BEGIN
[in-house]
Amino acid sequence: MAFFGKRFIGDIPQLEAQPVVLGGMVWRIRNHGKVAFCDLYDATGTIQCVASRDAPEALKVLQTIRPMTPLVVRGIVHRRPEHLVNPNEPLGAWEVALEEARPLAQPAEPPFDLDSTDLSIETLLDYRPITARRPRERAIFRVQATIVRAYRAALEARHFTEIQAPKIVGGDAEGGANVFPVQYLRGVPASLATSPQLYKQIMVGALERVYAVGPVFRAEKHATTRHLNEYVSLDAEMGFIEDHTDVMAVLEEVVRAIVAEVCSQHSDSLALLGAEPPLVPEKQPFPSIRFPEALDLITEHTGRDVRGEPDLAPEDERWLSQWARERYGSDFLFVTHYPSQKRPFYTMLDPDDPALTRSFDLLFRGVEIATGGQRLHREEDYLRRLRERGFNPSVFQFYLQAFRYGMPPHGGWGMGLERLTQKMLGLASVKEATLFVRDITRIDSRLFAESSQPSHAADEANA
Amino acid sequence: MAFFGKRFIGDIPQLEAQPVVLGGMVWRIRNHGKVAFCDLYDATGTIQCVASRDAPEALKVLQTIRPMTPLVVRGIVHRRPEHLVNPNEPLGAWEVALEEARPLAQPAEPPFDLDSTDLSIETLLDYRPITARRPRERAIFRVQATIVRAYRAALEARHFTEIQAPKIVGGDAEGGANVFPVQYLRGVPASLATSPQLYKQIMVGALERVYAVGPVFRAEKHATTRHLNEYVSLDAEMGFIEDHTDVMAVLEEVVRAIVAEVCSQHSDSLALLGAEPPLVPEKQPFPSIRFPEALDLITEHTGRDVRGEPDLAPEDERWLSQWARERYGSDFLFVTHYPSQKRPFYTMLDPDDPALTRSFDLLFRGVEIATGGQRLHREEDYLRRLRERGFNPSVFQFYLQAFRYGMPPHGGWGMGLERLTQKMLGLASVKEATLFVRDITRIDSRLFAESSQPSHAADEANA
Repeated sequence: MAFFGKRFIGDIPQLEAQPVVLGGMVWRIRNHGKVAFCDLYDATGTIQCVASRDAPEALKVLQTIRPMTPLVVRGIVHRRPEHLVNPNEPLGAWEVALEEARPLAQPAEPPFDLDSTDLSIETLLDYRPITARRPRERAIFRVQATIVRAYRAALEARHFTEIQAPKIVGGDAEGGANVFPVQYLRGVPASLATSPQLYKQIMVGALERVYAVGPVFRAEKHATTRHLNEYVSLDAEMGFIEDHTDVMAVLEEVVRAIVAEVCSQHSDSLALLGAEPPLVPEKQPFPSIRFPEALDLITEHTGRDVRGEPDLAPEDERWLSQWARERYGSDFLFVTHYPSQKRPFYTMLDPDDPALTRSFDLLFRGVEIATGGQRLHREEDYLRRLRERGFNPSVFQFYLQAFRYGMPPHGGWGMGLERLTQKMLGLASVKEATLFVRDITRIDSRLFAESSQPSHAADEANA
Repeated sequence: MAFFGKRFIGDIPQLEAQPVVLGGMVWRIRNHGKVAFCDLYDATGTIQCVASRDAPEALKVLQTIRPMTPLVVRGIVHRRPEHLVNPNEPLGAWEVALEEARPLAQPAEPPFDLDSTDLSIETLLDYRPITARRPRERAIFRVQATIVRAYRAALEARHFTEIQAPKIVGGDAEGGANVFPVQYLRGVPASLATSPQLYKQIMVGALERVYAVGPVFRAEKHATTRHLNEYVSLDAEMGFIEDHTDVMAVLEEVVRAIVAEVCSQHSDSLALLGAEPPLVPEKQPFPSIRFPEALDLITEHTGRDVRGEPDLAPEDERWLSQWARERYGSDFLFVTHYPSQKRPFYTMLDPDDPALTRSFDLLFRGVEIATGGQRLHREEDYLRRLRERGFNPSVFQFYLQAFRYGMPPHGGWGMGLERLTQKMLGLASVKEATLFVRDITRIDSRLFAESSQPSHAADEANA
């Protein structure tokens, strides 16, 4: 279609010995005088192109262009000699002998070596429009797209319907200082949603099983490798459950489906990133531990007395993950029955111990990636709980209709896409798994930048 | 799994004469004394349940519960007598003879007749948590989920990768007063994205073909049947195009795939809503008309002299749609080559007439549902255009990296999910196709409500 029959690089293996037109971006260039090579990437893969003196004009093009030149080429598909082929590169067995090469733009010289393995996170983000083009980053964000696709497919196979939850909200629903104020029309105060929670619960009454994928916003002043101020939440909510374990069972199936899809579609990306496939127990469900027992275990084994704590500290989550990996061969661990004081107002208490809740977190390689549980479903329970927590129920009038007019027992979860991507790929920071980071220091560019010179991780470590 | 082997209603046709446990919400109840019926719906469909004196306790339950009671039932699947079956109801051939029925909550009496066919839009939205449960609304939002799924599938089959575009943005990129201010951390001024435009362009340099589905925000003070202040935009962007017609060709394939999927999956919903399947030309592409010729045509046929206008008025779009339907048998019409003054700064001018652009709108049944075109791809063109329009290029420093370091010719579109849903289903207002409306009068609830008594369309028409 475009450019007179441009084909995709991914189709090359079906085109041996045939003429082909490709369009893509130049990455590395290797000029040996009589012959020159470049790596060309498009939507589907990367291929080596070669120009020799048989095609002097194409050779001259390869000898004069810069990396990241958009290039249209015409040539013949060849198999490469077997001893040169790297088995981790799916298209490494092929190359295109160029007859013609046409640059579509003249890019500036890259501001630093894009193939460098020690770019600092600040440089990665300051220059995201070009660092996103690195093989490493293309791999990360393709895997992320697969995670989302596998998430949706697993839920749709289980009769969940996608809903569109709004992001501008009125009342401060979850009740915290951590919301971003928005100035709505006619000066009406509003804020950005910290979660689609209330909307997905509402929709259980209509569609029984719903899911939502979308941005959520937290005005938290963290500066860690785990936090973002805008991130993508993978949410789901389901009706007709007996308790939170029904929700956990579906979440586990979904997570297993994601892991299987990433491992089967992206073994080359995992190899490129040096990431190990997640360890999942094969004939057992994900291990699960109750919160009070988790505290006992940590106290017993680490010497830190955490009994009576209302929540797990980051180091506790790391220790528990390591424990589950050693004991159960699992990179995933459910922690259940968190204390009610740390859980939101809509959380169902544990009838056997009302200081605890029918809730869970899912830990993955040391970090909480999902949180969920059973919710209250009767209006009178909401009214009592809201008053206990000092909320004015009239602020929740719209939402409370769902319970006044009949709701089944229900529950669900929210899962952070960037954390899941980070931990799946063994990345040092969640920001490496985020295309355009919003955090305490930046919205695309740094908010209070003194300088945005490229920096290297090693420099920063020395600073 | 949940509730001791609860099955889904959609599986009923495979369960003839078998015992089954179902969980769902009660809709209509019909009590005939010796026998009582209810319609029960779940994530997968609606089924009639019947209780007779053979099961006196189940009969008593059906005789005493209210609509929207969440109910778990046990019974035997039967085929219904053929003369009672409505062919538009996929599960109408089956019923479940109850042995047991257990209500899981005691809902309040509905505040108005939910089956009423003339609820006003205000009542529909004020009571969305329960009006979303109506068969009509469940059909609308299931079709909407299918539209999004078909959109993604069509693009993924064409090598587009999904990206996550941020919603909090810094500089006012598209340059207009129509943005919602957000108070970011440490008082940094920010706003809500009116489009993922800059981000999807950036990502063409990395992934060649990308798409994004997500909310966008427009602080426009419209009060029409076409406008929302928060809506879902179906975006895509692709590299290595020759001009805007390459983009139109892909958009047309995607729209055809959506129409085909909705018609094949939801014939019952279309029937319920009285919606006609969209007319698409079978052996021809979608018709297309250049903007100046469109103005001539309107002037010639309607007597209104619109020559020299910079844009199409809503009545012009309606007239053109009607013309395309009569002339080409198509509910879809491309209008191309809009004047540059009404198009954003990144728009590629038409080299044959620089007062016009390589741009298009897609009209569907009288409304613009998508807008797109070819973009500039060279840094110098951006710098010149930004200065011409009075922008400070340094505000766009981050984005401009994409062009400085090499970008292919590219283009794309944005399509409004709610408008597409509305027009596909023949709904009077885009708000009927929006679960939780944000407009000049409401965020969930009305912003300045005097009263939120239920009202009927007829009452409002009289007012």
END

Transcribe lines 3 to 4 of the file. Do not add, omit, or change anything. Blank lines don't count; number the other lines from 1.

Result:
Amino acid sequence: MAFFGKRFIGDIPQLEAQPVVLGGMVWRIRNHGKVAFCDLYDATGTIQCVASRDAPEALKVLQTIRPMTPLVVRGIVHRRPEHLVNPNEPLGAWEVALEEARPLAQPAEPPFDLDSTDLSIETLLDYRPITARRPRERAIFRVQATIVRAYRAALEARHFTEIQAPKIVGGDAEGGANVFPVQYLRGVPASLATSPQLYKQIMVGALERVYAVGPVFRAEKHATTRHLNEYVSLDAEMGFIEDHTDVMAVLEEVVRAIVAEVCSQHSDSLALLGAEPPLVPEKQPFPSIRFPEALDLITEHTGRDVRGEPDLAPEDERWLSQWARERYGSDFLFVTHYPSQKRPFYTMLDPDDPALTRSFDLLFRGVEIATGGQRLHREEDYLRRLRERGFNPSVFQFYLQAFRYGMPPHGGWGMGLERLTQKMLGLASVKEATLFVRDITRIDSRLFAESSQPSHAADEANA
Repeated sequence: MAFFGKRFIGDIPQLEAQPVVLGGMVWRIRNHGKVAFCDLYDATGTIQCVASRDAPEALKVLQTIRPMTPLVVRGIVHRRPEHLVNPNEPLGAWEVALEEARPLAQPAEPPFDLDSTDLSIETLLDYRPITARRPRERAIFRVQATIVRAYRAALEARHFTEIQAPKIVGGDAEGGANVFPVQYLRGVPASLATSPQLYKQIMVGALERVYAVGPVFRAEKHATTRHLNEYVSLDAEMGFIEDHTDVMAVLEEVVRAIVAEVCSQHSDSLALLGAEPPLVPEKQPFPSIRFPEALDLITEHTGRDVRGEPDLAPEDERWLSQWARERYGSDFLFVTHYPSQKRPFYTMLDPDDPALTRSFDLLFRGVEIATGGQRLHREEDYLRRLRERGFNPSVFQFYLQAFRYGMPPHGGWGMGLERLTQKMLGLASVKEATLFVRDITRIDSRLFAESSQPSHAADEANA